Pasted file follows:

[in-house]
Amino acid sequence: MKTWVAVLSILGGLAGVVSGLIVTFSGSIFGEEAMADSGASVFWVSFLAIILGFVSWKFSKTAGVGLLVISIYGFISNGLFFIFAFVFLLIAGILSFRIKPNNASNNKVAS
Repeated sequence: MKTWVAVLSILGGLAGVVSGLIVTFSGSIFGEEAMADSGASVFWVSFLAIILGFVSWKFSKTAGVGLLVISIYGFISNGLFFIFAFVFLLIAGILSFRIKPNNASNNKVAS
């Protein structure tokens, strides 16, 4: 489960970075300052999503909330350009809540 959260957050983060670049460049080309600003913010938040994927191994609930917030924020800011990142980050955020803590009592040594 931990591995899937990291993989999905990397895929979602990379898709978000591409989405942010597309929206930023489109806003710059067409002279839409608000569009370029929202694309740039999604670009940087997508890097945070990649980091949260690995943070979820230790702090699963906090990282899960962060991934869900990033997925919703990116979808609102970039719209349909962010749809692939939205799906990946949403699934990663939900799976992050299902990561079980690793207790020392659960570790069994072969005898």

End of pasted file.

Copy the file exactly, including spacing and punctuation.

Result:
[in-house]
Amino acid sequence: MKTWVAVLSILGGLAGVVSGLIVTFSGSIFGEEAMADSGASVFWVSFLAIILGFVSWKFSKTAGVGLLVISIYGFISNGLFFIFAFVFLLIAGILSFRIKPNNASNNKVAS
Repeated sequence: MKTWVAVLSILGGLAGVVSGLIVTFSGSIFGEEAMADSGASVFWVSFLAIILGFVSWKFSKTAGVGLLVISIYGFISNGLFFIFAFVFLLIAGILSFRIKPNNASNNKVAS
């Protein structure tokens, strides 16, 4: 489960970075300052999503909330350009809540 959260957050983060670049460049080309600003913010938040994927191994609930917030924020800011990142980050955020803590009592040594 931990591995899937990291993989999905990397895929979602990379898709978000591409989405942010597309929206930023489109806003710059067409002279839409608000569009370029929202694309740039999604670009940087997508890097945070990649980091949260690995943070979820230790702090699963906090990282899960962060991934869900990033997925919703990116979808609102970039719209349909962010749809692939939205799906990946949403699934990663939900799976992050299902990561079980690793207790020392659960570790069994072969005898």